Entrepreneurship Spotlight: Taxie’s Mission to Electrify Ridesharing

When deciding if LGO was the right program for me as an aspiring entrepreneur, I didn’t know whether I could manage a dual degree program while also working on a venture. The prospect  seemed daunting, to say the least. Having just completed my second semester at MIT, my fears were unfounded. There is no better program or university to pursue a new venture than with LGO at MIT.

Entrepreneurship at MIT is built upon the Disciplined Entrepreneurship framework, a 24 step process created by MIT professor Bill Aulet. I knew I wanted to combat rising CO2 emissions in rideshare, but did not know where to start. Throughout the LGO Summer Core, I discussed my idea with friends and classmates who were supportive and helped me think through critical assumptions. My LGO classmates supported me like family and without those conversations, I would not have built up the confidence to actively pursue building a new venture.

During the Sloan core, I knew I wanted to take 15.390: New Enterprises with Aulet. If there is one word to describe 15.390, it’s “speed.” The first week of class we pitched ideas and were required to form teams within a week. It is during that time that I saw just how well integrated LGO students are to the greater MIT community. My team of four ranged with backgrounds from a Ph.D. in Materials Science to MS in Design and City Planning. Over the course of the semester, we grew into a team with a mission to make ridesharing more sustainable for drivers and our planet. We named our new enterprise Taxie.

The most important lesson we learned in 15.390 was the importance of talking to customers. Through dozens of customer interviews with Uber and Lyft drivers in Boston, we discovered the reasons why drivers lack the incentive to switch to electric vehicles (EV) and their daily pain points. These conversations pointed us towards our solution: a vehicle subscription service offering short-term, premium EVs rentals for rideshare drivers – with insurance, charging, and maintenance included.

Ideating a solution is half the challenge when creating a new enterprise. The other, more important half, is having the funds and the network required to execute and bring the product to market. Luckily MIT provides its students resources for those too. MIT has a campus-wide program called Sandbox where students can apply for a grant ranging from $1,000 – $25,000. Only a month into working on Taxie we applied and received $1,000. The grant helped us build momentum and funded the launch of our website: taxie.us.

MIT provides a range of  events for its student entrepreneurs to get exposure to investors and venture capital (VC) firms. Three months into working on Taxie we applied and got the incredible opportunity to pitch our idea at PITCH, one of the $100k Competition events, which culminate in a $100,000 grand prize for the winning startup with no strings attached. Prior to pitching, the LGO office connected me with an alum who two years earlier had won the PITCH competition and who helped our team prepare. At the event, we pitched Taxie to an audience of over 2,000 attendees of MIT students, VCs, and other investors. The exposure from PITCH led to other, smaller pitches to several partners at VC firms and set the foundation for VC relationships we are building.

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My dad, Gustavo Sr, watching me present Taxie at PITCH on Zoom from Los Angeles, CA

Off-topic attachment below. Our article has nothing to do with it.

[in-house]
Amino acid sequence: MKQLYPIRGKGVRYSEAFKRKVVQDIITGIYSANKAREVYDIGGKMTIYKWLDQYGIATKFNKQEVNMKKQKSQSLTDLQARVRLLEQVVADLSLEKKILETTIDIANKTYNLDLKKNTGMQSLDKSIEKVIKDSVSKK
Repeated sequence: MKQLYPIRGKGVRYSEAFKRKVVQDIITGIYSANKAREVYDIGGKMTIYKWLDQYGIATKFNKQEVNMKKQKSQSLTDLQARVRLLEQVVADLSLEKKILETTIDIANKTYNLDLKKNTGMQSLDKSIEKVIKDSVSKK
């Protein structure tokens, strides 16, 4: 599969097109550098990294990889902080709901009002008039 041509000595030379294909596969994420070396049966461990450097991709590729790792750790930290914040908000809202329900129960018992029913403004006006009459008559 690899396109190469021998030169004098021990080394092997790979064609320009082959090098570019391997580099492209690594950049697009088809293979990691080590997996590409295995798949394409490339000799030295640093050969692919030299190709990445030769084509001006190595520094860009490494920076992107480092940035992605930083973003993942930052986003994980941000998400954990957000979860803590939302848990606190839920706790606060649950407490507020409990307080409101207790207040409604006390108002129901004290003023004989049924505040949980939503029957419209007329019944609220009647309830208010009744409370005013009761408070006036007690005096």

One of my favorite parts of MIT is Independent Activities Period (IAP). This takes place during the month of January and is an open period in between semesters where MIT offers additional courses and activities where – true to MIT culture – we learn by doing. This IAP my team and I were admitted into Fuse, a startup accelerator hosted by the Martin Trust Center for MIT Entrepreneurship. Fuse is the first time the team is working full-time on Taxie and we set ambitious goals for ourselves. We have since achieved a critical milestone: getting our first customer. As a team, it feels amazing to see our work actually make a difference by displacing one combustion vehicle used for ridesharing with an electric one.

Michael, Taxie’s first customer next to his first electric vehicle

One lesson I learned at MIT is that entrepreneurship is never a solo journey. My team Eesha Khare (Materials Science PhD), Amrutha Killada (IDM), and Haley Ketterer (MBA) have been monumental in making Taxie what it is today. What’s next for Taxie? We are growing our fleet of vehicles to get drivers off our waitlist and into premium EVs. We’re looking to continue taking advantage of all MIT offers its entrepreneurs by enrolling in the Sloan class 15.378: Building an Entrepreneurial Venture, a project based course designed for founding teams already working on a venture, and also by applying to MIT’s summer accelerator, delta v. Our team is motivated, above all, by the prospect of helping rideshare drivers make a living wage while curbing CO2 emissions.

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The Taxie team on day one of Fuse. To this day, I still haven’t met Eesha or Haley in person. It’s amazing how much you can accomplish as a team virtually.

If you are an aspiring entrepreneur looking to leverage your MBA experience to launch your business there is no better place than LGO and MIT. As an applicant, I knew I wanted to start a business but I had no idea where to begin. At MIT I gained the confidence to become an entrepreneur and I now see a path forward to continue scaling our business. If you are ready to take your first step in your entrepreneurial venture, the LGO community is here to support and guide you on your way to success.


By Gustavo Castillo, LGO Class of 2022